VEGFA Structure

VEGF-A is a highly conserved, disulfide-bonded dimeric glycoprotein of Mr ~45kD. It shares low but significant sequence homology with platelet-derived growth factor (PDGF) and, like PDGF, has cysteines that form integral inter- and intra-chain bonds. Crystal structure reveals that the two chains that comprise VEGF-A are arranged in antiparallel fashion with binding sites at either end. Upon reduction, VEGF-A separates into its individual chains and loses all biological activity.

The human VEGF-A gene is located on the short arm of chromosome 6 and is differentially spliced to yield predominant isoforms that encode polypeptides of 206, 189, 165, and 121 amino acids in human cells (corresponding murine proteins are one amino acid shorter) (Figure 1). Other splice variants (183, 165b, 145) have also been described. The several major VEGF-A isoforms have distinct physical properties. VEGF-A120/1 is acidic, freely soluble, and does not bind heparin. By contrast, the 164/5 and 188/9 isoforms have increasing basic charge and bind heparin with increasing affinity; in fact, VEGF-A165 was originally purified on the basis of its affinity for heparin. Heparin, heparan sulfate, and heparinase all displace the larger VEGF-A isoforms from proteoglycan binding sites in tissues; proteases such as plasmin have a similar net effect, cleaving the C-terminal portion of bound VEGF-A to generate a biologically active peptide. In several situations in vivo, liberation of bound VEGF-A from cells or cell matrix is the necessary trigger that initiates angiogenic activity. The different VEGF-A isoforms have largely identical biological activities in vitro, but there is increasing evidence for distinctive functions in vivo; for example, mice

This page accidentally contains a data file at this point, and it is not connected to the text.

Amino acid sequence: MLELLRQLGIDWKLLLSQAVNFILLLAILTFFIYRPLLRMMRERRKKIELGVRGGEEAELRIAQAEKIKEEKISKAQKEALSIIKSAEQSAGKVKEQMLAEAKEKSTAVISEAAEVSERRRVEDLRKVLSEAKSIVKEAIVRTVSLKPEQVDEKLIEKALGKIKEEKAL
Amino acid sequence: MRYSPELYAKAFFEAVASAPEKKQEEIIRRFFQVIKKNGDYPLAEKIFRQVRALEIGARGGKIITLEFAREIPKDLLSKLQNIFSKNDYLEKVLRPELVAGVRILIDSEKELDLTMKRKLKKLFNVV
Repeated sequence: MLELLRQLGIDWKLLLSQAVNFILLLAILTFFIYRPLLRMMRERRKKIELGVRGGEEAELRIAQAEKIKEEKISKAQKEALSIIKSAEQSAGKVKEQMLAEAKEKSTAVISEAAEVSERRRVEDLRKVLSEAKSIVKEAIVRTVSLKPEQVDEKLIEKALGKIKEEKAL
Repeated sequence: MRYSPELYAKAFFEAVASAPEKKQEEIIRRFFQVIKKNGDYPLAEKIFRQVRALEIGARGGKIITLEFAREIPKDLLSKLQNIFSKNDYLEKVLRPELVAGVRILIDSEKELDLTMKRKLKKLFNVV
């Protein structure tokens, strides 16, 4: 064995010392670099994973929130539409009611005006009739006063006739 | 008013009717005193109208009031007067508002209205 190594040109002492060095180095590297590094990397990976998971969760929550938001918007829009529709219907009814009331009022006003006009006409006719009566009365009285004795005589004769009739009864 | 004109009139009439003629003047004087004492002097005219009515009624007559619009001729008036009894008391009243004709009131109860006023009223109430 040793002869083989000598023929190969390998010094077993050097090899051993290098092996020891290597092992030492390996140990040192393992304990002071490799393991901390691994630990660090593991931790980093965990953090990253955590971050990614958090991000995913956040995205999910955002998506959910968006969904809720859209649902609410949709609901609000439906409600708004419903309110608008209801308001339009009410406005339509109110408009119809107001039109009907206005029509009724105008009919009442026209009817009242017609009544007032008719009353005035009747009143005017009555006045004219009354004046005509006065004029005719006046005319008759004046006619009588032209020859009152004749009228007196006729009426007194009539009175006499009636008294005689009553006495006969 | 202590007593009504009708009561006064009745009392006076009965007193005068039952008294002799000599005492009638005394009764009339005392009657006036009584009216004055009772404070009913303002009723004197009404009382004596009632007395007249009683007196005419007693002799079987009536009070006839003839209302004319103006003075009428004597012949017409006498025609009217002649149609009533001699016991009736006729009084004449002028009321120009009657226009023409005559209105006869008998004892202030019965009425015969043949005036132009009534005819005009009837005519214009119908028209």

N-terminus

Plasmin cleavage signal seq

Exons

VEGF

VEGF

VEGF

VEGF

VEGFR-1 VEGFR-2 binding site binding site

Neuropilin binding site

Heparin binding site inding site /

signal seq

VEGFR-1 VEGFR-2 binding site binding site

Heparin binding site inding site /

Exons

1

2

3

4

5

6a

1 6b

7

8

___

1 1

_____

Figure 1 VEGF-A Gene Structure. VEGF-Ahas eight exons, the first of which encodes a hydrophobic leader sequence, typical of secreted proteins. The 206 amino acid VEGF-A isomer is encoded by all eight exons. VEGF-A189 lacks a portion of exon 6, whereas VEGF-A165, frequently the predominant isoform, lacks all of exon 6. VEGF-A121 lacks both exons 6 and 7. VEGF receptor and heparin binding sites are as indicated. [Republished with permission from Cross et al. (2003), Trends in Biochemical Sciences 28, 488.] (see color insert)

expressing only the 120 or 188 isoforms develop severe vascular anomalies.

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